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Today’s International Education Week activities focus on African Studies
Nov 17, 2014
By McKenzie Powell
[dropcap]O[/dropcap]hio University’s International Education Week (IEW) activities are in full swing. This year’s IEW festivities were developed in celebration of the 50th anniversary of OHIO’s Center for International Studies, and today’s activities are focused on the program that led to the creation of the center.
OHIO’s African Studies Program was founded in 1964, during the peak of decolonization on the Africa continent. Later in 1964, Ohio University’s Center for International Studies was born.
“African Studies is the oldest element of the University’s international studies program,” explained Steve Howard, a professor in OHIO’s School of Media Arts and Studies who has served as the director of the University’s African Studies Program since 1991. “It was established by faculty members who had been working in Africa on University projects. They came home (from Africa) and decided that we should be teaching about this newly independent continent.”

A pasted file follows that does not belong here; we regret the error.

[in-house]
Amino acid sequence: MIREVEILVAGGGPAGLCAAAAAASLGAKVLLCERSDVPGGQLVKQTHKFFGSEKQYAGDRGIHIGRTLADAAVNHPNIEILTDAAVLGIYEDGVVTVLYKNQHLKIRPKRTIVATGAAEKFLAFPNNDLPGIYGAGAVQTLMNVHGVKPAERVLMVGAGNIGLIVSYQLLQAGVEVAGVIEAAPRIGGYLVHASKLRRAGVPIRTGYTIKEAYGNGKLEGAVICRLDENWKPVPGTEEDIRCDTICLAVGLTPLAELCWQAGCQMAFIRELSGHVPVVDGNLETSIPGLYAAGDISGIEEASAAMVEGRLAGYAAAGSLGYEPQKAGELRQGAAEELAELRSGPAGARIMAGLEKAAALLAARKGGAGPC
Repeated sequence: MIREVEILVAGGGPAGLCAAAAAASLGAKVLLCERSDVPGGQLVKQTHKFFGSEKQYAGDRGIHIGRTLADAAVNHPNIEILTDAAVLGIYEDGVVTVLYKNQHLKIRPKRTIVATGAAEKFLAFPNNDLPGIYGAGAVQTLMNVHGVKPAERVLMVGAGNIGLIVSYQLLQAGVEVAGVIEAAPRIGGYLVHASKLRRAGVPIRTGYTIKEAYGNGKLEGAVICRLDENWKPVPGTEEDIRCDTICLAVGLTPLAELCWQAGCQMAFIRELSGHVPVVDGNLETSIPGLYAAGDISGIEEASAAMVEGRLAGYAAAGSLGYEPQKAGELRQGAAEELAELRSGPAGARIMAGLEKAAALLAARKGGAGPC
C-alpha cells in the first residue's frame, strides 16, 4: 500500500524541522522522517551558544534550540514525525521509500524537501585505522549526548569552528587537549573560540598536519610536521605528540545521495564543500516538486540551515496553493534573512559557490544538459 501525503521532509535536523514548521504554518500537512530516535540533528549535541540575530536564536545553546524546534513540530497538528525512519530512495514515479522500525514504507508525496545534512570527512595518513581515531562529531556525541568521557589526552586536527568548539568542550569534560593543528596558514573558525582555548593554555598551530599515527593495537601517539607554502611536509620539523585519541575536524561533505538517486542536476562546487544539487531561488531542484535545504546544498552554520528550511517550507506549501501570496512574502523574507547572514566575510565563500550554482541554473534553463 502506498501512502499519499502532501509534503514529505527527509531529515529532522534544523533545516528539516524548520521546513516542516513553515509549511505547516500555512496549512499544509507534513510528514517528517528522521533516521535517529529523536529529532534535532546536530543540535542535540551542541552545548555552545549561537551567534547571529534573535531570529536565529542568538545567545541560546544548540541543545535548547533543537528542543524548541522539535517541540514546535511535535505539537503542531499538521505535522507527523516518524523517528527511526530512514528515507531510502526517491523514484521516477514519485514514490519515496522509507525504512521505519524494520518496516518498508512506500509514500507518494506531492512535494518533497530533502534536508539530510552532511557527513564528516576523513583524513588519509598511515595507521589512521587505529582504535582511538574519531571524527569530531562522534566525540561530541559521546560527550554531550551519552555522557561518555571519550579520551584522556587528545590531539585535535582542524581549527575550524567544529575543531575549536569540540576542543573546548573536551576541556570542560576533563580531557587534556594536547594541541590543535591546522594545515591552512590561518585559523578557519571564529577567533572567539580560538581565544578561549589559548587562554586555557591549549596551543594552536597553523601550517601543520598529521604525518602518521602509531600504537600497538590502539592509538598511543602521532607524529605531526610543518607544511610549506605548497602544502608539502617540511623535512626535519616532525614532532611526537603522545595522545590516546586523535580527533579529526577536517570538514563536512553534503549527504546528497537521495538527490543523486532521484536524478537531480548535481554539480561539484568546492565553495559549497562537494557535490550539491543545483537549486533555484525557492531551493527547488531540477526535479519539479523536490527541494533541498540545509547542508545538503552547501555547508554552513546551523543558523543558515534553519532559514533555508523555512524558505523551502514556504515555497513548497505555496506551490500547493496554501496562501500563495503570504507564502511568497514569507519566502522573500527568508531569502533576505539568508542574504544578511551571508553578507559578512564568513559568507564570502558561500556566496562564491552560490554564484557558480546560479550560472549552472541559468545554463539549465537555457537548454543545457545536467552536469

Over the past 50 years, the African Studies Program has grown in both size and scope.
“The African Studies faculty members are represented across the disciplines from the natural science and health fields to social sciences and humanities and the fine arts fields,” Howard said.
Howard also noted the growth in OHIO’s African language program.
“We have about six or seven languages spoken on the African continent that are available here at Ohio University for students to study,” he said.
The program’s academic reach has expanded as well, educating students from both near and far, including more students from Ghana than any other university in the United States. Figures provided by OHIO’s Office of Institutional Research last spring showed that more than 410 students had received African Studies degrees at Ohio University since 1987.
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